One of the interesting discussions we have in our Investing for Retirement course is when we explain the importance of Stop-Prices, or Stop-Losses as they are often called. There is always a bit of pushback, and it’s understandable. We hear comments such as:
“I always regret having a Stop-Loss because it winds up costing me.”
“My broker pushes prices down to my Stop and takes me out.”
“As soon as my Stop is hit, price always goes right back up.”
It can be frustrating at times, but not one of the arguments holds up under scrutiny. We tend to downplay the times when a Stop saved us from a catastrophic loss, which is its main purpose. And, we rationalize the reasons why we’re still holding Blackberry after riding it up to $92 in 2009 and then sitting on our hands as it fell back to $6.00 by 2013. Most of us have our own examples.
There are only two things in investing that are totally within our control:
- When we get in, and,
- When we get out.
Let’s talk about when we get out. We need Stop-Losses. Why give up the power of knowing with absolute certainty when we’re going to sell if price moves against us? All we need to do is to determine before we buy at what point we will sell. We should do it every time. If used correctly, a Stop-Loss:
- Prevents you from blowing up your trading account,
- Preserves your capital so you can continue trading,
- Removes your emotions and keeps you in control,
- Limits your losses and builds your confidence.
Stop-Losses are equally important in your swing trading plan and your retirement plan. In swing trading, traders will generally set a reasonably tight Stop below a Support area or Moving Average, or a price generally between five and ten percent below the purchase price. VectorVest teaches to keep your losses small and let your winners run. As price moves up, you should raise your Stop. That’s where the new ProfitLocker Pro tool shines.
Below are some ideas about Stop-Losses focusing on your goals and stages of investing for retirement. You should also get financial advice from your trusted advisor specific to your situation.
Let’s assume you are buying quality companies that are growing their dividends, have high RS scores and rising earnings. The earlier you start, the better. Your goal is to take advantage of compounding over time to create a source of income in the future. Quality utilities, banks, insurance companies, railroads and REITs come to mind. Drawdown on capital gains can also provide future income, and, may include growth stocks that may not yet pay a dividend. Innovators and technology leaders such as Shopify, CAE Inc., CGI Group, Amazon, Microsoft and Apple are examples.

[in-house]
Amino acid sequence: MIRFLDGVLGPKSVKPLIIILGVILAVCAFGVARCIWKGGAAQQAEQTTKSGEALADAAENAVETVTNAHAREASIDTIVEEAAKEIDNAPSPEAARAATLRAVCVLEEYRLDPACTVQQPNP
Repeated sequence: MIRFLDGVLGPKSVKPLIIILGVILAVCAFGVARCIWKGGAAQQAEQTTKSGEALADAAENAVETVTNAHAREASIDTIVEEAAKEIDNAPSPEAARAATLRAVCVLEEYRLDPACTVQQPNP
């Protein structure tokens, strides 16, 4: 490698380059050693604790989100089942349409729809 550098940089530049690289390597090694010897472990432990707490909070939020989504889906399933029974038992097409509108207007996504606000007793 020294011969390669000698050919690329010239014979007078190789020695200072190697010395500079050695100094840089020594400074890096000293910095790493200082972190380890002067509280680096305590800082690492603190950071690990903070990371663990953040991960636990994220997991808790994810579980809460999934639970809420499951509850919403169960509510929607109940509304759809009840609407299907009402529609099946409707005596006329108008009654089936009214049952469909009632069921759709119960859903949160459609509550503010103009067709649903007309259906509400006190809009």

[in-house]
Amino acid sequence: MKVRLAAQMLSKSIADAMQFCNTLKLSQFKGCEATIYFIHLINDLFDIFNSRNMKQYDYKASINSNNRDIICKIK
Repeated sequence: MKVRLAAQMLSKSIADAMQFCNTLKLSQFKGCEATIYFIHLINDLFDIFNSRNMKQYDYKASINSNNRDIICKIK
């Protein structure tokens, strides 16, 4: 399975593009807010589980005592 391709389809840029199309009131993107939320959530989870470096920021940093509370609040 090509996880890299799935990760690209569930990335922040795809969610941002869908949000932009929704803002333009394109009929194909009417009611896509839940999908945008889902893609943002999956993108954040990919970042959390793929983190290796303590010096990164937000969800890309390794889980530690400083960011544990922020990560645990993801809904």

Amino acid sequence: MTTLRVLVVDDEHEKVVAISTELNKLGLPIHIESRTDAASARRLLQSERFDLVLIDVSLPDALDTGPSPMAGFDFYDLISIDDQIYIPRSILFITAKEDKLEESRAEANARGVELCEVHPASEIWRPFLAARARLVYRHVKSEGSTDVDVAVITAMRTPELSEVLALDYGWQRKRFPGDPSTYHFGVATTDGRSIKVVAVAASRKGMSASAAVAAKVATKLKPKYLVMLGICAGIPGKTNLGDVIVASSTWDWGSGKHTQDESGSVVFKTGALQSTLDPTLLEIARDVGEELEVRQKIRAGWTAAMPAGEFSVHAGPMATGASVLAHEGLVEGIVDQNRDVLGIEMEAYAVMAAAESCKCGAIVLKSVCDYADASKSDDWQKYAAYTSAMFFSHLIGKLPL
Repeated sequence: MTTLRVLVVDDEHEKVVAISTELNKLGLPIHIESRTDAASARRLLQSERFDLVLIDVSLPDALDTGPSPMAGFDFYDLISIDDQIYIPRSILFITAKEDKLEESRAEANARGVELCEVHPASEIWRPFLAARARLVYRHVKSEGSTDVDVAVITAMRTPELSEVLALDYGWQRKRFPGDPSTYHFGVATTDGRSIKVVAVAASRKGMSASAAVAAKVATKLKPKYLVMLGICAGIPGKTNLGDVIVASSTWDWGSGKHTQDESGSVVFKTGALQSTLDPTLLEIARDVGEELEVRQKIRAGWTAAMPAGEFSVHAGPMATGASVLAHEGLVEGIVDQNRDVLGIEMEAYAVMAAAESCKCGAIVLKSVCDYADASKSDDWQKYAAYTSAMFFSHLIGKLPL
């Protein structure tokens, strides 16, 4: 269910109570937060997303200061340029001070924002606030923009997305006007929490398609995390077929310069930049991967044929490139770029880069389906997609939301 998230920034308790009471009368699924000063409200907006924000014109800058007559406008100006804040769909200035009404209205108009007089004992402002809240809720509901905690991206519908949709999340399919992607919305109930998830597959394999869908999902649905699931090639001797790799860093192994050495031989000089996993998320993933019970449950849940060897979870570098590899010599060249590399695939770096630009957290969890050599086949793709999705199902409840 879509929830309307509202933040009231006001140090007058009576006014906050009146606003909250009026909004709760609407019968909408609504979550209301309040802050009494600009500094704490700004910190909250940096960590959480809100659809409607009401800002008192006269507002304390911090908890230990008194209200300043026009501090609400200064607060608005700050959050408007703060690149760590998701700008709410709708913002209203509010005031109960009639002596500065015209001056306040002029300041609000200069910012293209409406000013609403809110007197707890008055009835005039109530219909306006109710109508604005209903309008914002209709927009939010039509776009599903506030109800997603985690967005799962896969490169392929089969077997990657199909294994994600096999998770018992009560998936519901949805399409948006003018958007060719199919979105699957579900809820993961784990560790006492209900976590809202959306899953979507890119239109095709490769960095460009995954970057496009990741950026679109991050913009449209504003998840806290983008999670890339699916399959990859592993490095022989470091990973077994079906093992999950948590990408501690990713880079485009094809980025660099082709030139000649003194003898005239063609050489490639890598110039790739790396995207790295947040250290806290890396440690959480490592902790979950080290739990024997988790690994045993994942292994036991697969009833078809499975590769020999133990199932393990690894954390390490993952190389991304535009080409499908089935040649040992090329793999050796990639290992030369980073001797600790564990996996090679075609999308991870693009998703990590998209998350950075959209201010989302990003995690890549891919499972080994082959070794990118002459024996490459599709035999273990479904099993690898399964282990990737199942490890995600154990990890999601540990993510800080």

For these pre-retirement stocks, use a wider Stop such as VectorVest’s SELL REC or even wider, such as a 25% to 35%% trailing stop, and stick to it unless there’s bad news affecting the company’s business long term. VectorVest will alert you to extreme market conditions, such as 2008, and then you can decide if you want to tighten up. If you learn how to protect with options, you can hold positions longer, have more control and more peace of mind.
Continue with wide Stops with your dividend growers. They will be paying you a handsome dividend yield by this time. With those growth stocks, where you now hold significant capital gains, you’ll want to tighten your Stops, especially in Confirmed Down market conditions. Your time horizon is now shorter, so capital preservation is paramount with these positions. Your time horizon is shorter now, so capital preservation is paramount with these positions. Use tighter Stops on any new positions, including dividend payers, and be prepared to tighten your Stops in Confirmed Down conditions to lock in profits or minimize losses. You can use the “Weed Your Portfolio” techniques explained in Lesson 2 on the Training tab.
Only you and your doctor can guess how long your time horizon might be now, so capital preservation at this stage trumps everything, including your long-term dividend payers. You’ll want to keep making money, of course, but whatever nest egg you already have, your priority now is to keep it intact, perhaps as a legacy for your family and favourite charities. You should consider tightening all stops and move more of your assets into fixed income as cash becomes available.
I would love to hear your comments and ideas on any of the above. Please send me a note at firstname.lastname@example.org and we’ll discuss at an upcoming CA Q&A webinar.
For more information about Stop-Losses, please read Chapter 10 of Dr. DiLiddo’s classic green book titled, Stocks, Strategies and Common Sense. You may also wish to read my essay of November 11, 2017. By then, you’ll have a more complete understanding of STOP-PRICES FOR DIFFERENT STAGES OF INVESTING.